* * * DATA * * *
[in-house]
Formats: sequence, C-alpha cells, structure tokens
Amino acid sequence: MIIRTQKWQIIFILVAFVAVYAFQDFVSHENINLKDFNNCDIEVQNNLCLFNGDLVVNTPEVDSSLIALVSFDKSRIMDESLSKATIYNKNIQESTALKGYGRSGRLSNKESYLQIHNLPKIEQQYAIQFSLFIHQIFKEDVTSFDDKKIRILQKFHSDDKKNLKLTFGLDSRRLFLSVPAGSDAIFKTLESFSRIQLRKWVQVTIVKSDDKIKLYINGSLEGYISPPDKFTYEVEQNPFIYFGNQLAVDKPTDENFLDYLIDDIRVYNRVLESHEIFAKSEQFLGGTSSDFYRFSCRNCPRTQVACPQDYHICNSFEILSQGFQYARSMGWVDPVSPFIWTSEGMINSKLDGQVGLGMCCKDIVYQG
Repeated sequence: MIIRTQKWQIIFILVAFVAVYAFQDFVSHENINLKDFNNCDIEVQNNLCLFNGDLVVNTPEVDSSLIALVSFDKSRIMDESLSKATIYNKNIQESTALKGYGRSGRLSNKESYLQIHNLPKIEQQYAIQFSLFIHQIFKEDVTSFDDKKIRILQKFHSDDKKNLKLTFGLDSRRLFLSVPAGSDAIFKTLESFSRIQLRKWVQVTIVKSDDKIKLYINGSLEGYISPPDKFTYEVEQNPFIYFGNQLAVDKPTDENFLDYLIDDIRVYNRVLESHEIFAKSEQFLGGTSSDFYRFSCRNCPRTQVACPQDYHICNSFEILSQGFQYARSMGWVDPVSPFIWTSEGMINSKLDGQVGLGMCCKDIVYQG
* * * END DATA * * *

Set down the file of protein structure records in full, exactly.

[in-house]
Formats: sequence, C-alpha cells, structure tokens
Amino acid sequence: MIIRTQKWQIIFILVAFVAVYAFQDFVSHENINLKDFNNCDIEVQNNLCLFNGDLVVNTPEVDSSLIALVSFDKSRIMDESLSKATIYNKNIQESTALKGYGRSGRLSNKESYLQIHNLPKIEQQYAIQFSLFIHQIFKEDVTSFDDKKIRILQKFHSDDKKNLKLTFGLDSRRLFLSVPAGSDAIFKTLESFSRIQLRKWVQVTIVKSDDKIKLYINGSLEGYISPPDKFTYEVEQNPFIYFGNQLAVDKPTDENFLDYLIDDIRVYNRVLESHEIFAKSEQFLGGTSSDFYRFSCRNCPRTQVACPQDYHICNSFEILSQGFQYARSMGWVDPVSPFIWTSEGMINSKLDGQVGLGMCCKDIVYQG
Repeated sequence: MIIRTQKWQIIFILVAFVAVYAFQDFVSHENINLKDFNNCDIEVQNNLCLFNGDLVVNTPEVDSSLIALVSFDKSRIMDESLSKATIYNKNIQESTALKGYGRSGRLSNKESYLQIHNLPKIEQQYAIQFSLFIHQIFKEDVTSFDDKKIRILQKFHSDDKKNLKLTFGLDSRRLFLSVPAGSDAIFKTLESFSRIQLRKWVQVTIVKSDDKIKLYINGSLEGYISPPDKFTYEVEQNPFIYFGNQLAVDKPTDENFLDYLIDDIRVYNRVLESHEIFAKSEQFLGGTSSDFYRFSCRNCPRTQVACPQDYHICNSFEILSQGFQYARSMGWVDPVSPFIWTSEGMINSKLDGQVGLGMCCKDIVYQG